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Legal age for smoking should rise and ‘polluter tax’ must be considered – report

Among his 15 recommendations, Dr Javed Khan issued four critical ‘must-dos’ for the Government to be acted upon immediately.

09 June 2022

Tobacco firms could be forced to pay a “polluter” tax to help smokers quit while the legal age for buying tobacco should rise every year, according to a Government-commissioned review.

The minimum age at which people can buy a tobacco product in England should go up by a year annually until the point where no-one can buy them, said Dr Javed Khan, who led the study into how England can become smoke-free.

Among his 15 recommendations, Dr Khan issued four “critical must-dos for the Government” to be acted upon immediately, including an extra £125 million per year to fund the support that smokers need to help them quit.

This should include investing an extra £70 million per year in stop smoking services, “ringfenced for this purpose”, the report said.

“If the Government cannot fund this themselves, they should ‘make the polluter pay’ and either introduce a tobacco industry levy, or generate additional corporation tax, with immediate effect,” it added.

The second “must-do” is to increase the age of sale from 18, by one year every year, until no-one can buy a tobacco product.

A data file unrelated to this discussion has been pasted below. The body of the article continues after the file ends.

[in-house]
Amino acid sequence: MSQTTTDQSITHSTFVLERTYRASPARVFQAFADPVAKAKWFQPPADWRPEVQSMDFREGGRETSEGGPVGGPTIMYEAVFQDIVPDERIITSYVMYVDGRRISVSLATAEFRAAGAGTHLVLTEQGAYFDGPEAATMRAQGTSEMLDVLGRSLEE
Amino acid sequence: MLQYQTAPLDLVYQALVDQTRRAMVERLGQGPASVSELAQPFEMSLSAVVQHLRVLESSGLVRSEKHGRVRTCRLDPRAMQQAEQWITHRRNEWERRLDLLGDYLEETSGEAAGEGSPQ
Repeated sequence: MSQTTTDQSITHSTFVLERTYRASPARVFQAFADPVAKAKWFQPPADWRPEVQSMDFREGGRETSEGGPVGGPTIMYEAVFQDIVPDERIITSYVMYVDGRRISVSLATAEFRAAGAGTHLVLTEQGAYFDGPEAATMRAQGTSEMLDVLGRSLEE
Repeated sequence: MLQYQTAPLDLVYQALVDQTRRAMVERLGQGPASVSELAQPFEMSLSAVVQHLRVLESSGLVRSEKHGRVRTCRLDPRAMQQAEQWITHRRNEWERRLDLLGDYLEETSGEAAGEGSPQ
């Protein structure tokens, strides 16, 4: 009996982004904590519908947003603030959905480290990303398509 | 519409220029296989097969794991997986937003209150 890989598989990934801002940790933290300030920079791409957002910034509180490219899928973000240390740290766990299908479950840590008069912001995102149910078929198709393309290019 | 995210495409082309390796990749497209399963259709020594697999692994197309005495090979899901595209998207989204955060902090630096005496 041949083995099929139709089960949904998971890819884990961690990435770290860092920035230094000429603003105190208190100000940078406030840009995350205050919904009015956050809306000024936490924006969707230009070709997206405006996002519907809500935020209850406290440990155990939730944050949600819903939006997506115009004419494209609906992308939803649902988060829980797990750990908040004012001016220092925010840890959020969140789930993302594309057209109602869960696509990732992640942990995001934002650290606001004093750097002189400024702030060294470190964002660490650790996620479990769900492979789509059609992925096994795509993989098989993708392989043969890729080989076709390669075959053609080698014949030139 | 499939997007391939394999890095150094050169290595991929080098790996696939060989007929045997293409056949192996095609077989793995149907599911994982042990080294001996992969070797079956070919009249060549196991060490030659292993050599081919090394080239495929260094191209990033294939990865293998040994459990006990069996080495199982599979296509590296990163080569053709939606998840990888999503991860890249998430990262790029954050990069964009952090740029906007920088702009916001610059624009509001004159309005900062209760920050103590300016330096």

The third call is to promote vaping as an “effective tool to help people to quit smoking tobacco”, which, although not a risk-free “silver bullet”, is better than smoking.

Fourthly, prevention “must become part of the NHS’s DNA”, Dr Khan said, adding that the health service must do more to advise and support smokers to quit “at every interaction they have with health services”.

At the moment, the Government is on track to miss its target to make England smoke-free by 2030, which means 5% or fewer adults smoke.

Smoking causes nearly one in five cancer cases and more than one in four cancer deaths each year in the UK. Almost six million people in England still smoke.

Around one third of adult tobacco consumption is by people with a current mental health condition and they are twice as likely to smoke as the general population.

Dr Khan put the annual cost to society of smoking at around £17 billion (£2.4 billion to the NHS alone) and said “making smoking obsolete in England would lift around 2.6 million adults and one million children out of poverty”.

Dr Khan, former chief executive of children’s charity Barnardo’s, also called for a tobacco licence for retailers to limit the availability of tobacco across the country, a rethink of the way cigarette sticks and packets look to reduce their appeal, and a mass media campaign to encourage smokers to quit.

Dr Khan said: “Without immediate and sustained action, England will miss the smoke-free target by many years and most likely decades.

“A smoke-free society should be a social norm – but to achieve this, we must do more to stop people taking up smoking, help those who already smoke and support those who are disproportionately impacted by smoking.

“My holistic set of recommendations for government will deliver this, whilst saving lives, saving money and addressing the health disparities associated with smoking.

“My proposals are not just a plan for this government, but successive governments too.

“To truly achieve a smoke-free society in our great country, we need to commit to making smoking obsolete, once and for all.”

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